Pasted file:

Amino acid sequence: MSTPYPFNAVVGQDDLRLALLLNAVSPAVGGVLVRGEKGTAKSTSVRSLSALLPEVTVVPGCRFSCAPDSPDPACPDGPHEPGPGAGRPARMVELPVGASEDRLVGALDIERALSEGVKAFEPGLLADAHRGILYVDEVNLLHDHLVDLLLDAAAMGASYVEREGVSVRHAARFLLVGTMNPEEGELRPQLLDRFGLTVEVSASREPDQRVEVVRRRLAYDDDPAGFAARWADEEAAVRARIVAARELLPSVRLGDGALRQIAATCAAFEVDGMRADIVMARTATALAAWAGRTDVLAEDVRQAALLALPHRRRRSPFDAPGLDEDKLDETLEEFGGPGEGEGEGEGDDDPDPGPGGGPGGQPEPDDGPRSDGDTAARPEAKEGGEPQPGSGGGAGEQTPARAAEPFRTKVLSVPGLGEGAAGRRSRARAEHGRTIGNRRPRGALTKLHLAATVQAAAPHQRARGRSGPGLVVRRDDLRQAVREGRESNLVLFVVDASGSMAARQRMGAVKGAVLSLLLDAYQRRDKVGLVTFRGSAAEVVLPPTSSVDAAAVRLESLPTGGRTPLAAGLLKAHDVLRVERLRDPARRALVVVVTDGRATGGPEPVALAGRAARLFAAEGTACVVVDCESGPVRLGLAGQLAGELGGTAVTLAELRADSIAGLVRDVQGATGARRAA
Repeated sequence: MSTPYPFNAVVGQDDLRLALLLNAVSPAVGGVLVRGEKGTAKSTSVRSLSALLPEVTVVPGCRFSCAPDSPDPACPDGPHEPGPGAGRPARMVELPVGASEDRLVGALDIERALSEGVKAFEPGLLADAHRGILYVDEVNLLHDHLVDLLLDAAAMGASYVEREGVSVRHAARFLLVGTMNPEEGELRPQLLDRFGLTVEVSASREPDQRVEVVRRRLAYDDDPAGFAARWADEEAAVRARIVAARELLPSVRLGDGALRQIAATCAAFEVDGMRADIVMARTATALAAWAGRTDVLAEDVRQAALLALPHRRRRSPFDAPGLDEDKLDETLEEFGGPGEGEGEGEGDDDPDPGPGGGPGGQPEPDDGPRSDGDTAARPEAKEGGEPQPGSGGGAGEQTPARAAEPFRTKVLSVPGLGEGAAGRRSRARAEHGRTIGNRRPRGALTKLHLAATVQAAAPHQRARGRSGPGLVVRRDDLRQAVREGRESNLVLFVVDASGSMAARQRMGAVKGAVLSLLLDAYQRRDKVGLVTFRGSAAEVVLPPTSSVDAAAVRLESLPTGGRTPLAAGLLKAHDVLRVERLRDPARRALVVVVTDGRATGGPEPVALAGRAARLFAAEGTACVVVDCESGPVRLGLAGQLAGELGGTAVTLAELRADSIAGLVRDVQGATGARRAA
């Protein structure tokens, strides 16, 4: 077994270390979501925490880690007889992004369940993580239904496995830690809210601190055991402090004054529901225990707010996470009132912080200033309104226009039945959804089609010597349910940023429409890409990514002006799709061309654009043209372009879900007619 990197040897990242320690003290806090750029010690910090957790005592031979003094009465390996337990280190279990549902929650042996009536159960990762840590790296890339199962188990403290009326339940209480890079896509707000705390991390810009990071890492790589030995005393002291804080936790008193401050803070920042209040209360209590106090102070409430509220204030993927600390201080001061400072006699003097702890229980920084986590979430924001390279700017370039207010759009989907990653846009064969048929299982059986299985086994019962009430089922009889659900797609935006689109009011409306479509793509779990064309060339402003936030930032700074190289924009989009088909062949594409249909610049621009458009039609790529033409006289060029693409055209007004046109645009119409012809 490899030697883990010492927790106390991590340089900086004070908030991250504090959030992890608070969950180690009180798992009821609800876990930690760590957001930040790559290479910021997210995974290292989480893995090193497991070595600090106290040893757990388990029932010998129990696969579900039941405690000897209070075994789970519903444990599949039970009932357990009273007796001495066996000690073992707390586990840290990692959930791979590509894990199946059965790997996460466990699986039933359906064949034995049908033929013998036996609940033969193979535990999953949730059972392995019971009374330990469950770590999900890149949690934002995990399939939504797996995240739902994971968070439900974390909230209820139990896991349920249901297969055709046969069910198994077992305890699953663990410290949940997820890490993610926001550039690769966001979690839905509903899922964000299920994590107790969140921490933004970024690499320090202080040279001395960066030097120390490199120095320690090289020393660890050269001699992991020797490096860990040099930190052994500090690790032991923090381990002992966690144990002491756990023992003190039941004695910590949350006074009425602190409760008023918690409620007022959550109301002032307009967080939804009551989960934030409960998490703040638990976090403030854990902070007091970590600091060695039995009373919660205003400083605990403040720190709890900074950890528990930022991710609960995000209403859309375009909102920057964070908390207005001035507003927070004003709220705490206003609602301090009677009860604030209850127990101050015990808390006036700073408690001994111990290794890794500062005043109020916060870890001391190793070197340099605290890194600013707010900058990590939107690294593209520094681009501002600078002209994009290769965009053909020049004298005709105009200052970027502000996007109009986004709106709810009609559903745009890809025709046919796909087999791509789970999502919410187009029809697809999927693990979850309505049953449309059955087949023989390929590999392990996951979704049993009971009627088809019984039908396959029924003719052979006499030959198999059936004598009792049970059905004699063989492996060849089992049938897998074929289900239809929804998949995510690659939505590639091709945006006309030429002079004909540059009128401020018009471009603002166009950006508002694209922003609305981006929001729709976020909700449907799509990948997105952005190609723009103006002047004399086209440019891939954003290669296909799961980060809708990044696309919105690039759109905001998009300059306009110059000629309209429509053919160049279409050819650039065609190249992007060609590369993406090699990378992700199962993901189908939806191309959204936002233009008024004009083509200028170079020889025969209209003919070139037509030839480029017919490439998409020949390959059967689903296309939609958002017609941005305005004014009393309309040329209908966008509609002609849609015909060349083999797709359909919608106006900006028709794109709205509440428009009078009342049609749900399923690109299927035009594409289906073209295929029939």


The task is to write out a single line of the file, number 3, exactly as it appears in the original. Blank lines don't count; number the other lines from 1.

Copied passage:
């Protein structure tokens, strides 16, 4: 077994270390979501925490880690007889992004369940993580239904496995830690809210601190055991402090004054529901225990707010996470009132912080200033309104226009039945959804089609010597349910940023429409890409990514002006799709061309654009043209372009879900007619 990197040897990242320690003290806090750029010690910090957790005592031979003094009465390996337990280190279990549902929650042996009536159960990762840590790296890339199962188990403290009326339940209480890079896509707000705390991390810009990071890492790589030995005393002291804080936790008193401050803070920042209040209360209590106090102070409430509220204030993927600390201080001061400072006699003097702890229980920084986590979430924001390279700017370039207010759009989907990653846009064969048929299982059986299985086994019962009430089922009889659900797609935006689109009011409306479509793509779990064309060339402003936030930032700074190289924009989009088909062949594409249909610049621009458009039609790529033409006289060029693409055209007004046109645009119409012809 490899030697883990010492927790106390991590340089900086004070908030991250504090959030992890608070969950180690009180798992009821609800876990930690760590957001930040790559290479910021997210995974290292989480893995090193497991070595600090106290040893757990388990029932010998129990696969579900039941405690000897209070075994789970519903444990599949039970009932357990009273007796001495066996000690073992707390586990840290990692959930791979590509894990199946059965790997996460466990699986039933359906064949034995049908033929013998036996609940033969193979535990999953949730059972392995019971009374330990469950770590999900890149949690934002995990399939939504797996995240739902994971968070439900974390909230209820139990896991349920249901297969055709046969069910198994077992305890699953663990410290949940997820890490993610926001550039690769966001979690839905509903899922964000299920994590107790969140921490933004970024690499320090202080040279001395960066030097120390490199120095320690090289020393660890050269001699992991020797490096860990040099930190052994500090690790032991923090381990002992966690144990002491756990023992003190039941004695910590949350006074009425602190409760008023918690409620007022959550109301002032307009967080939804009551989960934030409960998490703040638990976090403030854990902070007091970590600091060695039995009373919660205003400083605990403040720190709890900074950890528990930022991710609960995000209403859309375009909102920057964070908390207005001035507003927070004003709220705490206003609602301090009677009860604030209850127990101050015990808390006036700073408690001994111990290794890794500062005043109020916060870890001391190793070197340099605290890194600013707010900058990590939107690294593209520094681009501002600078002209994009290769965009053909020049004298005709105009200052970027502000996007109009986004709106709810009609559903745009890809025709046919796909087999791509789970999502919410187009029809697809999927693990979850309505049953449309059955087949023989390929590999392990996951979704049993009971009627088809019984039908396959029924003719052979006499030959198999059936004598009792049970059905004699063989492996060849089992049938897998074929289900239809929804998949995510690659939505590639091709945006006309030429002079004909540059009128401020018009471009603002166009950006508002694209922003609305981006929001729709976020909700449907799509990948997105952005190609723009103006002047004399086209440019891939954003290669296909799961980060809708990044696309919105690039759109905001998009300059306009110059000629309209429509053919160049279409050819650039065609190249992007060609590369993406090699990378992700199962993901189908939806191309959204936002233009008024004009083509200028170079020889025969209209003919070139037509030839480029017919490439998409020949390959059967689903296309939609958002017609941005305005004014009393309309040329209908966008509609002609849609015909060349083999797709359909919608106006900006028709794109709205509440428009009078009342049609749900399923690109299927035009594409289906073209295929029939």